The music industry can be a cruel and unforgiving master. It can give you stability and comfort one year, and it can take it all away the next. However, if you play the game right, make the right connections, and plan correctly, you can have a long and fruitful career. You can bring countless pieces of artwork to the public. The issue is the balancing act of the artform of music and the business of music. The business is formed around the art and that can instill a sense of tension around the process, sometimes.  

However, if you are a musician in our culture, and you desire to do music as a full-time career, you need to learn to approach music as a business. You have to take it seriously. You have to dedicate yourself to it. You have to learn all you can about it. You have to take it as seriously as a professional athlete does. Training, studying, and working towards your goals. 

As intimidating as the business world might be to some artists, in effect all business revolves around three very simple concepts:

  1. Identifying a need or desire among people;
  2. Developing a product that meets that need or desire; and
  3. Marketing the product to the people who need or desire it.

These three concepts flow directly into the idea that you, as an individual, can effect a great amount of change within niches and musical sub-genres. You can work your skills and personality within the framework of that niche to fulfill all three of these directives. Sooner than you’d think, you’ll be a mover and shaker within that subset, and you’ll be developing a name for yourself. You’ll quickly be upwardly mobile. 

Business in Music

To see music as a business, one simply needs to re-think the elements of his/her art in the light of these concepts—to translate musical elements in business terms.  In the context of doing business, then, here’s what the translation looks like:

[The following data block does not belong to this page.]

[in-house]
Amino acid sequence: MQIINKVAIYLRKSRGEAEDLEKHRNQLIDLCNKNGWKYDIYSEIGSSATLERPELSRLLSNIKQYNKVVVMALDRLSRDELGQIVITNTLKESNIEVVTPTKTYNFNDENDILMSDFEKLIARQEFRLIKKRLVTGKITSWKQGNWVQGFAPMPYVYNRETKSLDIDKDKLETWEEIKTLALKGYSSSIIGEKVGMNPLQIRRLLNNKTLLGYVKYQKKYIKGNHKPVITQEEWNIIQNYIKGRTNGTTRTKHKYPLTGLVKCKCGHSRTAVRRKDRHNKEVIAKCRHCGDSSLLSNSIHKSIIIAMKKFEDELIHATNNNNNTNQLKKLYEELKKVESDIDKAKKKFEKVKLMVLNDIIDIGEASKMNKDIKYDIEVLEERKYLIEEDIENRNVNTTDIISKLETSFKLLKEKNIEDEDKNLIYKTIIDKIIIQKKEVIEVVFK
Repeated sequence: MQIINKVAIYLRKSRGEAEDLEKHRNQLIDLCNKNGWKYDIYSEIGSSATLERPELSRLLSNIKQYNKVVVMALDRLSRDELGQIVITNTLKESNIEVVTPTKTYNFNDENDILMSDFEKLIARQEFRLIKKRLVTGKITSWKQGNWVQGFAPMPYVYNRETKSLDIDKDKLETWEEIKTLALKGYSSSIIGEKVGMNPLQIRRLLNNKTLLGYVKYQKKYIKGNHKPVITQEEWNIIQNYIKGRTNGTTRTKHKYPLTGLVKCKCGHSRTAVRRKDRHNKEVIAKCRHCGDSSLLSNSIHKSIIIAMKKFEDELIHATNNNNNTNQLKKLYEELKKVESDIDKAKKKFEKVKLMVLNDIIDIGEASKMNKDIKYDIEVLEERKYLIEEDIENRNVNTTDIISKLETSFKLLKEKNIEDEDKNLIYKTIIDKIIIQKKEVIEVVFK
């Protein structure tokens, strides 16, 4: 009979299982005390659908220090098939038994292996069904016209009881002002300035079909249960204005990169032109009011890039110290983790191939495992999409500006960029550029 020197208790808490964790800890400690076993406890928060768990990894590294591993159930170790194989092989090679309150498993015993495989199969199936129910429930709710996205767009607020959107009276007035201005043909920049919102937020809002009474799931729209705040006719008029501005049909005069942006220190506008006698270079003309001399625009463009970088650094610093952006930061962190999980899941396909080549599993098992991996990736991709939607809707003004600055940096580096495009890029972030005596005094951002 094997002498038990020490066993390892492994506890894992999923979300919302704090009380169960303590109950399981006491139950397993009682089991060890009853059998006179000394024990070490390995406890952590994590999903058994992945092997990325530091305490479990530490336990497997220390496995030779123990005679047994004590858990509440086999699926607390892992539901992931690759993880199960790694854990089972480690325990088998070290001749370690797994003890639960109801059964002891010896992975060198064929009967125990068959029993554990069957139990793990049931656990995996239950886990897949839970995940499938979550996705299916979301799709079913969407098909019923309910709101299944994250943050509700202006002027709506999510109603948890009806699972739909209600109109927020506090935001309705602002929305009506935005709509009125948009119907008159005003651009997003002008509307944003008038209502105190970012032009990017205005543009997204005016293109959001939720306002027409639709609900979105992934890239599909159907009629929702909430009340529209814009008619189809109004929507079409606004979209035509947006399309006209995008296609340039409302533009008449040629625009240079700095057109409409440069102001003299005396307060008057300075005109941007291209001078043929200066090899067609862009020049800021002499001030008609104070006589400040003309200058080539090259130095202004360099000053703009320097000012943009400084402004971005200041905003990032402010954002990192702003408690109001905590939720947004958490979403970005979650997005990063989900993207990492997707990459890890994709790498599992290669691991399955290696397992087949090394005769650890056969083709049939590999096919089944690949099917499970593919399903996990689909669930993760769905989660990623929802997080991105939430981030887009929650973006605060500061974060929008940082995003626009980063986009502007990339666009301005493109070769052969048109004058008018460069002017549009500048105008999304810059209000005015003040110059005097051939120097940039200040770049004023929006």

1. Music is both a need and desire in people.  The needs for inspiration and entertainment are part of our makeup, and music is a key part of both.  A culture with no music would likely destroy itself.
  2. Your music is a product that can potentially meet that need. If you are a performer, as cold as it might seem, you are also a product. If you perform music (not just create it), the public will be interested in you, not just your songs.  The business of music, then, seeks to tailor the product(s) to be something people will spend money on.
  3. Once you’ve created a musical product, you market that musical product for sale to the public through promotion, concerts and record sales.

Understandably, there are a lot of musicians who chafe at this translation.  As we said before, music is not a business.  Music is a very right-brained function, and business is a left-brained function.  It’s important to remember the difference between them, because—to be frank—the reason much of today’s music lacks inspiration and memorability is that people have blurred the lines and turned music into too much of a product.  This actually devalues the product, because it no longer meets the original need for inspiration. So in a sense, the negative response of many musical artists is quite correct.

How to Start a Music Career

You need to make music from the heart. You need to express what’s in your soul. You need to connect with people and share your music. You need to take your thoughts and hopes and dreams and channel them into the work. That’s the key to making something that people will connect with. You can’t think about the business side of things when you’re doing that part of the job.

But then, after the creation is done, you need to be able to switch over and think about the best way to position the work you have. made. How to care for it, protect it, and how to insure that it will be something brings dividends back to you. This is the way that you build a career for yourself. Think about the creative stuff when you’re in the middle of it, and think about the business stuff when you’re done being creative. Don’t mix the two. 

That said, business is still the way our culture meets the needs of people—and music is still a need.  The answer, then, is probably not to do away with the business aspect of music entirely, but rather to learn to keep the balance between them.  If you want to make a living in music, you still need to treat music as a business; but by remembering that music is art first, your product will keep its value in the long run.

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